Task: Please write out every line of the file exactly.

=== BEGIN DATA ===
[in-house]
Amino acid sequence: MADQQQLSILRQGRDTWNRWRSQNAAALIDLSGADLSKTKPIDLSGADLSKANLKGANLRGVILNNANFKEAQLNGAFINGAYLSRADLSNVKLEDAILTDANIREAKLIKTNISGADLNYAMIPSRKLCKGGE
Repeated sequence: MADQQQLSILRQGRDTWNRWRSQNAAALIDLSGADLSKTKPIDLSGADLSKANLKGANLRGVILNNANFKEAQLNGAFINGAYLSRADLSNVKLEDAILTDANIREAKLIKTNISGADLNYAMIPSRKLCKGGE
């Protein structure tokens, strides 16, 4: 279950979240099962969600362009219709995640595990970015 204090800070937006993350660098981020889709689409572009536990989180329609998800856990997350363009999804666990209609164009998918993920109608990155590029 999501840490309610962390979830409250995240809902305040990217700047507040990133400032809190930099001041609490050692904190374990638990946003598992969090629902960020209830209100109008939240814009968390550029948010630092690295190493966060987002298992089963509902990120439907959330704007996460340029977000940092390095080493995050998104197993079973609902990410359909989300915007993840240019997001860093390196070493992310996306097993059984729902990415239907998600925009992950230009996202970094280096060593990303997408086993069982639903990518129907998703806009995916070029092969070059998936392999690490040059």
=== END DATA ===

[in-house]
Amino acid sequence: MADQQQLSILRQGRDTWNRWRSQNAAALIDLSGADLSKTKPIDLSGADLSKANLKGANLRGVILNNANFKEAQLNGAFINGAYLSRADLSNVKLEDAILTDANIREAKLIKTNISGADLNYAMIPSRKLCKGGE
Repeated sequence: MADQQQLSILRQGRDTWNRWRSQNAAALIDLSGADLSKTKPIDLSGADLSKANLKGANLRGVILNNANFKEAQLNGAFINGAYLSRADLSNVKLEDAILTDANIREAKLIKTNISGADLNYAMIPSRKLCKGGE
């Protein structure tokens, strides 16, 4: 279950979240099962969600362009219709995640595990970015 204090800070937006993350660098981020889709689409572009536990989180329609998800856990997350363009999804666990209609164009998918993920109608990155590029 999501840490309610962390979830409250995240809902305040990217700047507040990133400032809190930099001041609490050692904190374990638990946003598992969090629902960020209830209100109008939240814009968390550029948010630092690295190493966060987002298992089963509902990120439907959330704007996460340029977000940092390095080493995050998104197993079973609902990410359909989300915007993840240019997001860093390196070493992310996306097993059984729902990415239907998600925009992950230009996202970094280096060593990303997408086993069982639903990518129907998703806009995916070029092969070059998936392999690490040059």